Dystopian novels and movies have been popular for years. We read or watch with morbid fascination how people survive after the worst has happened. Sometimes that ‘worst’ is a single well-defined event: a climate catastrophe, a nuclear holocaust, an alien invasion.
But sometimes the event that changes life as we know it is the slow build-up of something we consider ordinary, which at some point reaches extraordinary levels. Speculative fiction often shows us what rises from the debris of a government that has crumpled under the weight of its own bloat and corruption, or what takes the place of a society that has destroyed itself through scapegoating, violence, and inequity. But fewer stories focus on the long, slow breakdown of society as the catalyst for change.
A notable exception to this is Octavia Butler’s Parable of the Sower. First published in 1993, the events of this book take place between 2024 and 2027.
The setting is California, and it’s pretty bleak. The protagonist, a teenager named Lauren Olamina, lives in a gated community with her father, stepmother, and three half-brothers. The gates and concrete walls of their neighborhood protect their community from the violent drug addicts and thieves who roam the streets outside, unchecked by police who collect fees for investigations but never discover anything that can help bring justice to the victims. Years of climate neglect, economic disparity, political corruption, and corporate greed have allowed the country to devolve into anarchy. Water is scarce. Food prices are exorbitant. Most people live a kill-or-be-killed existence, stealing or scrounging for what little they have.
The residents of Lauren’s neighborhood function as an independent tribe, protecting each other and helping each other to survive. They grow much of their own food and run their own school. But young people like Lauren have no hope for a better future for themselves. Early in the book Lauren’s friend Joanne says, “I won’t be able to afford college. I won’t be able to get a job or move out of my parents’ house because no job I could get would support me and there are no safe places to move. Hell, my parents are still living with their parents.” And Laurens replies, “I know. And as bad as that is, there’s more.” Lauren can see how things are going to get worse.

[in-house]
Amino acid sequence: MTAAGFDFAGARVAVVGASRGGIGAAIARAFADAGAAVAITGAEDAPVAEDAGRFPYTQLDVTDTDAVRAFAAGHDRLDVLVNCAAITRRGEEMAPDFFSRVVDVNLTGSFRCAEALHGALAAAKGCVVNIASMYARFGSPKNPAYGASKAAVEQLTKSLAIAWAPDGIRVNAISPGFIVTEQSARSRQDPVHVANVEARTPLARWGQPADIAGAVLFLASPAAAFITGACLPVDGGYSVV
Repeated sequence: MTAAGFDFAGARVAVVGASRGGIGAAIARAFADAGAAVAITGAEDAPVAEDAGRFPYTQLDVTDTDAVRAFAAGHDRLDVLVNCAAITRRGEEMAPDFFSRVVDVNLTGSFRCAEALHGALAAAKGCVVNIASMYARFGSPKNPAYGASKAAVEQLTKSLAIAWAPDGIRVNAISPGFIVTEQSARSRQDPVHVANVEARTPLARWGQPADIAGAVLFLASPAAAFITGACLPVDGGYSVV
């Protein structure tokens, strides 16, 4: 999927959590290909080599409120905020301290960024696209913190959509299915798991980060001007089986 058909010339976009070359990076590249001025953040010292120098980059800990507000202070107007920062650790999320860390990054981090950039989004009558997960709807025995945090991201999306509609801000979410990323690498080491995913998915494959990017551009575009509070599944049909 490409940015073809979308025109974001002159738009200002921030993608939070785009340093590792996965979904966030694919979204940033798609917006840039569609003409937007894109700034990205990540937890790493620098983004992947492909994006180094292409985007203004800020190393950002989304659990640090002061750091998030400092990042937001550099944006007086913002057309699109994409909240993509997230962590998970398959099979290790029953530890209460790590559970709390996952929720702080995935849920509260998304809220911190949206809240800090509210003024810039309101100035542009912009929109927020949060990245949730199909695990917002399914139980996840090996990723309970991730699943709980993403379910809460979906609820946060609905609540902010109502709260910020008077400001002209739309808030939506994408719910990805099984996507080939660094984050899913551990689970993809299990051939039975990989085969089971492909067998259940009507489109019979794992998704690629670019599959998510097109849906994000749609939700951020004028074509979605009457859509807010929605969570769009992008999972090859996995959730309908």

But Joanne doesn’t want to hear it, and neither does most of her community. In fact, they get defensive and even a little combative when she tries to convince them of the dangers.
“Jo, we’re in for trouble. You’ve already admitted that.”
“Sure,” she said. “More shootings, more break-ins. That’s what I meant.”
“And that’s what will happen for a while. I wish I could guess how long. We’ll be hit and hit and hit, then the big hit will come. And if we’re not ready for it, it will be like Jericho.”
She held herself rigid, rejecting. “You don’t know that! You can’t read the future. No one can.”Parable of the Sower, p. 55
A few sentences later they’re talking about the recent presidential election, and Joanne wonders if her mother is right and the newly elected President Donner will do some good and get them back to normal. Lauren doesn’t believe he can, calling him a “human banister.”
“I mean he’s like…like a symbol of the past for us to hold on to as we’re pushed into the future. He’s nothing. No substance. But having him there, the latest in a two-and-a-half-century-long line of American Presidents make people feel that the country, the culture they grew up with is still here–that we’ll get through these bad times and get back to normal.”Parable of the Sower, p. 56
“Getting back to normal” is what most of the adults in Lauren’s community want. They acknowledge things are rough now, but, like Joanne, they refuse to believe things are really that bad, that this reality is their normal. The situation can be fixed, somehow, and it will be. By someone. Someday. Somehow.